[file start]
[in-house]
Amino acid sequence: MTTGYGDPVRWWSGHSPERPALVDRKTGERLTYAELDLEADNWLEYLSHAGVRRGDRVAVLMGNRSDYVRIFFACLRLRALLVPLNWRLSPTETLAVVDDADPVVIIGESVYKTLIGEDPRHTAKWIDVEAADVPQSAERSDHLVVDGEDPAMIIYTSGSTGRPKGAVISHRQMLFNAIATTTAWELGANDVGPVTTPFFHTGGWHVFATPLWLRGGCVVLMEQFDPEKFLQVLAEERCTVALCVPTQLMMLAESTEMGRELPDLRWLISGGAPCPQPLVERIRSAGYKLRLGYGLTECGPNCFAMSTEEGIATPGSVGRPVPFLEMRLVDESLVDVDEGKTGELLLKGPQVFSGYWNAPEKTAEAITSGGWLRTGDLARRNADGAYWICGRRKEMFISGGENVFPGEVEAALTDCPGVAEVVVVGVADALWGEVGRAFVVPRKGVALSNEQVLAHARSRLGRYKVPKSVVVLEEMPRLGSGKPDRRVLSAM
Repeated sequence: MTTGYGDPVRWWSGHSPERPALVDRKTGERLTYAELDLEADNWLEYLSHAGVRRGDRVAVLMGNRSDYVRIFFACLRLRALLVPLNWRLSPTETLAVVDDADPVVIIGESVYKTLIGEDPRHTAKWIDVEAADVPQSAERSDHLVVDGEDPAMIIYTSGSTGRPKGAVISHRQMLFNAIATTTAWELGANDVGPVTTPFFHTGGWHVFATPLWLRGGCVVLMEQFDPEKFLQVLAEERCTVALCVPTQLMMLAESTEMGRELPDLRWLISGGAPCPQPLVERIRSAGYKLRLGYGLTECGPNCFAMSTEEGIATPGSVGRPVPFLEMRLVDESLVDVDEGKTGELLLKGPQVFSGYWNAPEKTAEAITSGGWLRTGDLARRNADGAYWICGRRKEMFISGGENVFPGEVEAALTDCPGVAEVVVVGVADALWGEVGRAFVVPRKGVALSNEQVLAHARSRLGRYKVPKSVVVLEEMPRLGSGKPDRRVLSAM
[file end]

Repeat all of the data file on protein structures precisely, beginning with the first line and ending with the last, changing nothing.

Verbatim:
[in-house]
Amino acid sequence: MTTGYGDPVRWWSGHSPERPALVDRKTGERLTYAELDLEADNWLEYLSHAGVRRGDRVAVLMGNRSDYVRIFFACLRLRALLVPLNWRLSPTETLAVVDDADPVVIIGESVYKTLIGEDPRHTAKWIDVEAADVPQSAERSDHLVVDGEDPAMIIYTSGSTGRPKGAVISHRQMLFNAIATTTAWELGANDVGPVTTPFFHTGGWHVFATPLWLRGGCVVLMEQFDPEKFLQVLAEERCTVALCVPTQLMMLAESTEMGRELPDLRWLISGGAPCPQPLVERIRSAGYKLRLGYGLTECGPNCFAMSTEEGIATPGSVGRPVPFLEMRLVDESLVDVDEGKTGELLLKGPQVFSGYWNAPEKTAEAITSGGWLRTGDLARRNADGAYWICGRRKEMFISGGENVFPGEVEAALTDCPGVAEVVVVGVADALWGEVGRAFVVPRKGVALSNEQVLAHARSRLGRYKVPKSVVVLEEMPRLGSGKPDRRVLSAM
Repeated sequence: MTTGYGDPVRWWSGHSPERPALVDRKTGERLTYAELDLEADNWLEYLSHAGVRRGDRVAVLMGNRSDYVRIFFACLRLRALLVPLNWRLSPTETLAVVDDADPVVIIGESVYKTLIGEDPRHTAKWIDVEAADVPQSAERSDHLVVDGEDPAMIIYTSGSTGRPKGAVISHRQMLFNAIATTTAWELGANDVGPVTTPFFHTGGWHVFATPLWLRGGCVVLMEQFDPEKFLQVLAEERCTVALCVPTQLMMLAESTEMGRELPDLRWLISGGAPCPQPLVERIRSAGYKLRLGYGLTECGPNCFAMSTEEGIATPGSVGRPVPFLEMRLVDESLVDVDEGKTGELLLKGPQVFSGYWNAPEKTAEAITSGGWLRTGDLARRNADGAYWICGRRKEMFISGGENVFPGEVEAALTDCPGVAEVVVVGVADALWGEVGRAFVVPRKGVALSNEQVLAHARSRLGRYKVPKSVVVLEEMPRLGSGKPDRRVLSAM